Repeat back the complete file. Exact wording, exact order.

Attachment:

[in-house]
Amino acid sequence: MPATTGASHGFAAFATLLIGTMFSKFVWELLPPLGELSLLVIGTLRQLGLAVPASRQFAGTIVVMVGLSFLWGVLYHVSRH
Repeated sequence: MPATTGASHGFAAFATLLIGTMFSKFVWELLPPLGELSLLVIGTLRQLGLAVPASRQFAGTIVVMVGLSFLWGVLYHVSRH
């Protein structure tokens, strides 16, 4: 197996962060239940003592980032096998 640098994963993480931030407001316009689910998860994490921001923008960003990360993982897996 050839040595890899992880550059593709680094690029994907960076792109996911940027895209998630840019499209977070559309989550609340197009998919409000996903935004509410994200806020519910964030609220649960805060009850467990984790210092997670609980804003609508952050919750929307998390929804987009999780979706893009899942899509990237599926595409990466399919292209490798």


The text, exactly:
[in-house]
Amino acid sequence: MPATTGASHGFAAFATLLIGTMFSKFVWELLPPLGELSLLVIGTLRQLGLAVPASRQFAGTIVVMVGLSFLWGVLYHVSRH
Repeated sequence: MPATTGASHGFAAFATLLIGTMFSKFVWELLPPLGELSLLVIGTLRQLGLAVPASRQFAGTIVVMVGLSFLWGVLYHVSRH
């Protein structure tokens, strides 16, 4: 197996962060239940003592980032096998 640098994963993480931030407001316009689910998860994490921001923008960003990360993982897996 050839040595890899992880550059593709680094690029994907960076792109996911940027895209998630840019499209977070559309989550609340197009998919409000996903935004509410994200806020519910964030609220649960805060009850467990984790210092997670609980804003609508952050919750929307998390929804987009999780979706893009899942899509990237599926595409990466399919292209490798």